Coming to judge the wine competition like the Concours Mondial de Bruxelles is fun for every kind of winelover. There are some things one should know before going for it for the first time. Or you’ll have to learn it the hard way.
This is, of course, a very personal view on the CMB “pro taster” after five years of judging at the Concours Mondial de Bruxelles. This is still work in progress. Since I am very interested in the wine judging psychology — would be cool to hear your comments on this. Part two in this series — Judging @CMB: tips & tricks — is also there for you. Continue reading
With new technological developments Vinitaly’s International Wine Competition stepped further than other rivals. VeronaFiere has put the wine judgement experience to an ultimate end of relaxation where points calculations and endless paperwork are nonexistent and wine judges can relax and easily smoke a cigarette in between two wines.Continue reading
Welcoming me in a luxury-furnitured room painted with Damien Hirst butterflies all around, the head of Sotheby’s auction house’ wine department Serena Sutcliffe MW is elegantly dressed in black. There is not less of a girl in her than one could expect at her age – just the opposite. Yet, some of her business partners would probably say she is a wolf in a sheep’s clothing.Continue reading
Despite the common belief that Russians do not agree to anything except vodka, they do, however, consume some wine. And there are strong reasons to do so.Continue reading
There are things we miss in Russia. Some of them are wine-related. Fair wine prices and a broad selection are just two of them. Looking at the astonishing rise of Hong-Kong as a world wine hub and culture, I say: folks, Moscow could become the wine center of the country and the whole CIS region, driving wine culture into the vast areas where wine has never been heard of. “Bring vodka down onto its knees” sort of thing. Continue reading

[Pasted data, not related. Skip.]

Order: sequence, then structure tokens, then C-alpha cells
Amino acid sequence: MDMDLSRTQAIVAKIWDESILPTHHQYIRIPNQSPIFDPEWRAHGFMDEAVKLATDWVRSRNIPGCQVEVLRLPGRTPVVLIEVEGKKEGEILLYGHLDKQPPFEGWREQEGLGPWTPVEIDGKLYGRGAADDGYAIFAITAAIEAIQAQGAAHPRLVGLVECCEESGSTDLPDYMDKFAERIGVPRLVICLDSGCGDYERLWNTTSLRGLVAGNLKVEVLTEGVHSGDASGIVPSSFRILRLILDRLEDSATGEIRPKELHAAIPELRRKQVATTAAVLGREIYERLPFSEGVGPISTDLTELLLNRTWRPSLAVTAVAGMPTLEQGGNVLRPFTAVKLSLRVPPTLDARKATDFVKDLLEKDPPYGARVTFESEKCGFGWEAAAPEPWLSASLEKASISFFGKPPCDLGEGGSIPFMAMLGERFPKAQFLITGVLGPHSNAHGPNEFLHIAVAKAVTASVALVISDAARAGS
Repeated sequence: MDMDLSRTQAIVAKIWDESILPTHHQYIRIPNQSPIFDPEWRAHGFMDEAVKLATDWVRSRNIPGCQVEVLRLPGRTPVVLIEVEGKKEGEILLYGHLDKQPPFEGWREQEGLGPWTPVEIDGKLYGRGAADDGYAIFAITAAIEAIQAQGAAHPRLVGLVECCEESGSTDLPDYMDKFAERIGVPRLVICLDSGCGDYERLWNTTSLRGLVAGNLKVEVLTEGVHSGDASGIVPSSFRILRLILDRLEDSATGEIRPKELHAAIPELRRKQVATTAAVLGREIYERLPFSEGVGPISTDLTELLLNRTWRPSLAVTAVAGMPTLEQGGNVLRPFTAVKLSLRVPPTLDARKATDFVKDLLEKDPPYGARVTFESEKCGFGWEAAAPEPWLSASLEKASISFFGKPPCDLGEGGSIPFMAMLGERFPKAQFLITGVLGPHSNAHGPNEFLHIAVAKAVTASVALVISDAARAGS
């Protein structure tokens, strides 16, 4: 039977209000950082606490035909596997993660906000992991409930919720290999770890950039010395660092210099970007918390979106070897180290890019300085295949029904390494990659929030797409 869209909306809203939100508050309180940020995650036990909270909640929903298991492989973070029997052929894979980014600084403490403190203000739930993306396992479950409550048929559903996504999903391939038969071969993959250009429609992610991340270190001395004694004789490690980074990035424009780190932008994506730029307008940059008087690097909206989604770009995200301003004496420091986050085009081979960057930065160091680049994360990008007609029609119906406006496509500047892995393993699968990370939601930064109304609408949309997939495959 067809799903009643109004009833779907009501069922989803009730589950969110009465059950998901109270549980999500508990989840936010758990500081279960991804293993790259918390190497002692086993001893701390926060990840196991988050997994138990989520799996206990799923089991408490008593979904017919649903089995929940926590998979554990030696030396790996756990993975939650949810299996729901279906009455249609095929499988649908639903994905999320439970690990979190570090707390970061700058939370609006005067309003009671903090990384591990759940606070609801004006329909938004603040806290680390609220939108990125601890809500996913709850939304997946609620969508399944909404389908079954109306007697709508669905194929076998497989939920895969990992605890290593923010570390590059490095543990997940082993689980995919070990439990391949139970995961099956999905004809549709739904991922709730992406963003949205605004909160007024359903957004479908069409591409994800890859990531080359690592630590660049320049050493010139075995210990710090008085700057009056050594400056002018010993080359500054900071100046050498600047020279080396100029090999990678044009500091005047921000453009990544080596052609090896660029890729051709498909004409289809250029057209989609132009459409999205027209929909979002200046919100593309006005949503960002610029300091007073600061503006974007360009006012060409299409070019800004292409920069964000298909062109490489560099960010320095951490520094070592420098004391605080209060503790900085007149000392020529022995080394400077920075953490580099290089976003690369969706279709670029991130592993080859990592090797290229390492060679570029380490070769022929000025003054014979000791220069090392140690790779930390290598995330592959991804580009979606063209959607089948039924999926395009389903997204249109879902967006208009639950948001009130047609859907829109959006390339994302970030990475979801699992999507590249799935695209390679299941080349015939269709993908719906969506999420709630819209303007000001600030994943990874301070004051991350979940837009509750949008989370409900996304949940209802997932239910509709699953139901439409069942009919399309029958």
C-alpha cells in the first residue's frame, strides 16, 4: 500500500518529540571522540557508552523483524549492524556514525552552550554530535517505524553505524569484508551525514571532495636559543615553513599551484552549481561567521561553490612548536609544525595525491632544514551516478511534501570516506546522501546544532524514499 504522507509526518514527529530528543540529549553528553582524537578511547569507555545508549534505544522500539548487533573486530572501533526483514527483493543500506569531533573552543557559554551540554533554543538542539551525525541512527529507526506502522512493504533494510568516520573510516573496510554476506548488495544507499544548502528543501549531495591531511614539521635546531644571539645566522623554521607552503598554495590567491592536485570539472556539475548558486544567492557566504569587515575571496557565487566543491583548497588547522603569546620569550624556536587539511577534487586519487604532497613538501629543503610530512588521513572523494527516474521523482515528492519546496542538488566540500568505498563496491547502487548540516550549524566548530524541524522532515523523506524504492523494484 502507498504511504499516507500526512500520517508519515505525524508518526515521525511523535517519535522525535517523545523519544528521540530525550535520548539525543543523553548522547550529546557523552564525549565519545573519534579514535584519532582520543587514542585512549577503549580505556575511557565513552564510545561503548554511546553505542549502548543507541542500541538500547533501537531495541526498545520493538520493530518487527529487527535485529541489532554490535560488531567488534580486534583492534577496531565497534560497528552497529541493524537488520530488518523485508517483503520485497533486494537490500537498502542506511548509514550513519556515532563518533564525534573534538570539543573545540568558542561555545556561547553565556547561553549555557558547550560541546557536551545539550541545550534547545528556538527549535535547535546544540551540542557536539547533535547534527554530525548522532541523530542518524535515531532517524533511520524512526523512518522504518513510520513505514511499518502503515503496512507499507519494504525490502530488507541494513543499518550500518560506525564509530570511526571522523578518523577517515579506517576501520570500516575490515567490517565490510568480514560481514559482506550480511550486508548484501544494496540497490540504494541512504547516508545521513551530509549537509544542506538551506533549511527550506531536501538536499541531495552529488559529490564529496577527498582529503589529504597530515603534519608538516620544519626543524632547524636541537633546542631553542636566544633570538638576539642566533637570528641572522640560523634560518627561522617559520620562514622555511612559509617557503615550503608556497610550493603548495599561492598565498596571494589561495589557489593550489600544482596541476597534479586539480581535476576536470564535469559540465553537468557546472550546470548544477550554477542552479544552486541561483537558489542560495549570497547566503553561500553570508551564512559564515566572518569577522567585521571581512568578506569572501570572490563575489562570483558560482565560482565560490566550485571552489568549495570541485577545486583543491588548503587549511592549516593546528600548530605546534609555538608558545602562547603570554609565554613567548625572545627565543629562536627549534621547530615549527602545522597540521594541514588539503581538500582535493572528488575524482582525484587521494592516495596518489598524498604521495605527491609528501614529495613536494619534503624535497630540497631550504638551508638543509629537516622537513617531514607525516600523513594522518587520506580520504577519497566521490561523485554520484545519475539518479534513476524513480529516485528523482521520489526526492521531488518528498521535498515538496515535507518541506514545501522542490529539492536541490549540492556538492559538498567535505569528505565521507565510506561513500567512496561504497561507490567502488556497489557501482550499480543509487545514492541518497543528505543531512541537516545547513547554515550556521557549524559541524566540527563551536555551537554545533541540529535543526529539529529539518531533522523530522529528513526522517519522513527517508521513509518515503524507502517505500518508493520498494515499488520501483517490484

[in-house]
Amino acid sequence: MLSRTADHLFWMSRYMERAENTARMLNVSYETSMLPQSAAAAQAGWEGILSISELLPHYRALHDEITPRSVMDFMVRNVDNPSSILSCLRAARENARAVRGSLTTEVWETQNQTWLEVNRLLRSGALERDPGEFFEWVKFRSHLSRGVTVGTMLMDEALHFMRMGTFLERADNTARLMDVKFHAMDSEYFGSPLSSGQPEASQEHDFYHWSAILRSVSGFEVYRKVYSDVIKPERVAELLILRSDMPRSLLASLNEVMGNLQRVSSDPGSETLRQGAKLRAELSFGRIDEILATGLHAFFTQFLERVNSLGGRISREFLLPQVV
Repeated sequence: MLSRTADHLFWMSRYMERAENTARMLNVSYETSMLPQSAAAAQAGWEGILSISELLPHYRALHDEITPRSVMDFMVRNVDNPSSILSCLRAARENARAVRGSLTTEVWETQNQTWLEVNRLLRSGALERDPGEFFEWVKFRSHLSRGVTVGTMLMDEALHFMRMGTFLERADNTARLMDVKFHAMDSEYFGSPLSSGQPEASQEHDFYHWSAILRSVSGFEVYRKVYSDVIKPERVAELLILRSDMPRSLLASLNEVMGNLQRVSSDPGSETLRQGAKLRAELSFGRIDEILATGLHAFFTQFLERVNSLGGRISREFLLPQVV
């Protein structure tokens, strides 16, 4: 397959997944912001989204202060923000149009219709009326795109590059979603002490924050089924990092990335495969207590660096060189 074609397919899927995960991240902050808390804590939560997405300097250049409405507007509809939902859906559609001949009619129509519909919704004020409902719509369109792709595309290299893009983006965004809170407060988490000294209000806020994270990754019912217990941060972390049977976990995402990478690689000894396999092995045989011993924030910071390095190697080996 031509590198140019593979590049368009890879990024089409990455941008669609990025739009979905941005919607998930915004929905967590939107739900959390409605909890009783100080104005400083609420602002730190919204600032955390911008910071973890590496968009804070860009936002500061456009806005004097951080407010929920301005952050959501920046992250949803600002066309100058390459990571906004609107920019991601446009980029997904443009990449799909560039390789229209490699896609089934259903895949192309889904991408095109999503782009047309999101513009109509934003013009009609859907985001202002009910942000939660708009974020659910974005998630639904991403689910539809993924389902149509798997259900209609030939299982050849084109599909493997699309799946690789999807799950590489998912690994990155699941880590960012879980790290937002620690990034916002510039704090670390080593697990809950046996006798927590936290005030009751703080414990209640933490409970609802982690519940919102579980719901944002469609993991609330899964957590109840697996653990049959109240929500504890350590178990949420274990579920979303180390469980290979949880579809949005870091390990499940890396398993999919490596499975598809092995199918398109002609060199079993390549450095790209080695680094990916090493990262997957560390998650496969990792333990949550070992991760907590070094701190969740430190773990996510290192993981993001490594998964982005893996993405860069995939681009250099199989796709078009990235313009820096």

I am not afraid of furious remarks from well-known Russian wine writers. I admit I’m unwell myself. In my dreams I am an editor of Decanter and, sometimes, The World of Fine Wine – a pronounced psychical disability. But maybe I am not alone. There are a bunch of us, Russians, writing about wines. But this doesn’t make me happy at all, I am mostly not proud of my colleagues.Continue reading
Russian consumers have yet to embrace brut sparkling wine despite the efforts of one of the country’s top fizz producers to lure drinkers away from demi-doux. Continue reading
There is no easy way to say it. Wine market in Russia is subject to serious diseases – with subsequent choking and loss of conscience. It’s violent, it’s turbulent. It’s bureaucratic and irrational most times. Ah, yes – it’s corrupt, too. Wine is widely and openly treated as a serious problem by the Russian authorities. Wine is a political instrument for the relations with the former USSR-bloc countries. There are banning taxes and even greater margins in the major networks and wine shops. You would probably ask – why would any sane US winery be willing to be here? Obviously – there are reasons.
Seems like wine journalists (and journalists in general) are not really free in their writing any more, especially if there’s any alcohol brand mentioned. Doesn’t matter if it’s the Russian beer «Zhigulyovskoe» or a brand of cognac. Continue reading
An alcohol lobbyist and a member of the State Duma Mr. Victor Zvagelsky (in charge of economic policy, entrepreneurship and innovative development) will introduce amendments to the recent law “On advertising” that prohibits any alcoholic beverages from any sort of promotion on TV, in the newspapers and magazines and in the Internet. Continue reading
Most people don’t go to wine bars to be lectured by a sommelier, and even though wine bar culture is new to Moscow, the clientele has caught on to the idea that wine bars are places to socialize and learn in an informal atmosphere. Where should guests to the Russian capital go to get a good pour? Continue reading